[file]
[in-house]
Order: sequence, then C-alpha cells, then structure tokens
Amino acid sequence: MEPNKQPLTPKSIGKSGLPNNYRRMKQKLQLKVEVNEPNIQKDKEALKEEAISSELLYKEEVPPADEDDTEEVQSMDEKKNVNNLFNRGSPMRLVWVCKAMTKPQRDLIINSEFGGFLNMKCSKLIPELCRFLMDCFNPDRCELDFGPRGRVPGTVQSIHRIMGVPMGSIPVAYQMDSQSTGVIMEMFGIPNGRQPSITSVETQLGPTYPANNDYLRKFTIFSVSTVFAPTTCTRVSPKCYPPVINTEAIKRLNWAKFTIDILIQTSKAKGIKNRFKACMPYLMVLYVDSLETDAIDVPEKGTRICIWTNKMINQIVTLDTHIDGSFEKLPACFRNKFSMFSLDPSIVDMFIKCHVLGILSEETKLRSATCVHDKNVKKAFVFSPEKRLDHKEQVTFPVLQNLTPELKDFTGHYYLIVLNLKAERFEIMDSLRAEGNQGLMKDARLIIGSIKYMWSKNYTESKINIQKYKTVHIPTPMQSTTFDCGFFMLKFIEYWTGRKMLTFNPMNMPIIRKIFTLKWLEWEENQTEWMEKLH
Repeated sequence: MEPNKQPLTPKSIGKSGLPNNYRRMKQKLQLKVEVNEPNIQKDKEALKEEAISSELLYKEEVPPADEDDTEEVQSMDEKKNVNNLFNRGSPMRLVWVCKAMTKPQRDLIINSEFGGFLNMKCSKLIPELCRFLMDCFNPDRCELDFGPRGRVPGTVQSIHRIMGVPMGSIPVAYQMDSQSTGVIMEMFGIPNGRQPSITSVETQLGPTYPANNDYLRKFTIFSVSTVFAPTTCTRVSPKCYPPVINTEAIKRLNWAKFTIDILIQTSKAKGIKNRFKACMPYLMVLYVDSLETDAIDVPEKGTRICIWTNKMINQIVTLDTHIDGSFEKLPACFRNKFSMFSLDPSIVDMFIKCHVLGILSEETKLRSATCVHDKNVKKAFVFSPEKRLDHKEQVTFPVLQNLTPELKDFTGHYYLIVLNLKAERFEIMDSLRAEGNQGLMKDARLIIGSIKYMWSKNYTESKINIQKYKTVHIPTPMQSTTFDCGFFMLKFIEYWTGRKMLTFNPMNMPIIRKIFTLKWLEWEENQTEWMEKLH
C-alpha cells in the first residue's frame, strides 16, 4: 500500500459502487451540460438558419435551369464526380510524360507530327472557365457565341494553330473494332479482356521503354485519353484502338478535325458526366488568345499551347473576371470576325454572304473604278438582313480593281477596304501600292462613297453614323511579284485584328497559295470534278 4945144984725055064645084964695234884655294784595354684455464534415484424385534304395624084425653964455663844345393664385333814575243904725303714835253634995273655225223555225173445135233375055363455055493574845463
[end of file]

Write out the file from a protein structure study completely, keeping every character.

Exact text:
[in-house]
Order: sequence, then C-alpha cells, then structure tokens
Amino acid sequence: MEPNKQPLTPKSIGKSGLPNNYRRMKQKLQLKVEVNEPNIQKDKEALKEEAISSELLYKEEVPPADEDDTEEVQSMDEKKNVNNLFNRGSPMRLVWVCKAMTKPQRDLIINSEFGGFLNMKCSKLIPELCRFLMDCFNPDRCELDFGPRGRVPGTVQSIHRIMGVPMGSIPVAYQMDSQSTGVIMEMFGIPNGRQPSITSVETQLGPTYPANNDYLRKFTIFSVSTVFAPTTCTRVSPKCYPPVINTEAIKRLNWAKFTIDILIQTSKAKGIKNRFKACMPYLMVLYVDSLETDAIDVPEKGTRICIWTNKMINQIVTLDTHIDGSFEKLPACFRNKFSMFSLDPSIVDMFIKCHVLGILSEETKLRSATCVHDKNVKKAFVFSPEKRLDHKEQVTFPVLQNLTPELKDFTGHYYLIVLNLKAERFEIMDSLRAEGNQGLMKDARLIIGSIKYMWSKNYTESKINIQKYKTVHIPTPMQSTTFDCGFFMLKFIEYWTGRKMLTFNPMNMPIIRKIFTLKWLEWEENQTEWMEKLH
Repeated sequence: MEPNKQPLTPKSIGKSGLPNNYRRMKQKLQLKVEVNEPNIQKDKEALKEEAISSELLYKEEVPPADEDDTEEVQSMDEKKNVNNLFNRGSPMRLVWVCKAMTKPQRDLIINSEFGGFLNMKCSKLIPELCRFLMDCFNPDRCELDFGPRGRVPGTVQSIHRIMGVPMGSIPVAYQMDSQSTGVIMEMFGIPNGRQPSITSVETQLGPTYPANNDYLRKFTIFSVSTVFAPTTCTRVSPKCYPPVINTEAIKRLNWAKFTIDILIQTSKAKGIKNRFKACMPYLMVLYVDSLETDAIDVPEKGTRICIWTNKMINQIVTLDTHIDGSFEKLPACFRNKFSMFSLDPSIVDMFIKCHVLGILSEETKLRSATCVHDKNVKKAFVFSPEKRLDHKEQVTFPVLQNLTPELKDFTGHYYLIVLNLKAERFEIMDSLRAEGNQGLMKDARLIIGSIKYMWSKNYTESKINIQKYKTVHIPTPMQSTTFDCGFFMLKFIEYWTGRKMLTFNPMNMPIIRKIFTLKWLEWEENQTEWMEKLH
C-alpha cells in the first residue's frame, strides 16, 4: 500500500459502487451540460438558419435551369464526380510524360507530327472557365457565341494553330473494332479482356521503354485519353484502338478535325458526366488568345499551347473576371470576325454572304473604278438582313480593281477596304501600292462613297453614323511579284485584328497559295470534278 4945144984725055064645084964695234884655294784595354684455464534415484424385534304395624084425653964455663844345393664385333814575243904725303714835253634995273655225223555225173445135233375055363455055493574845463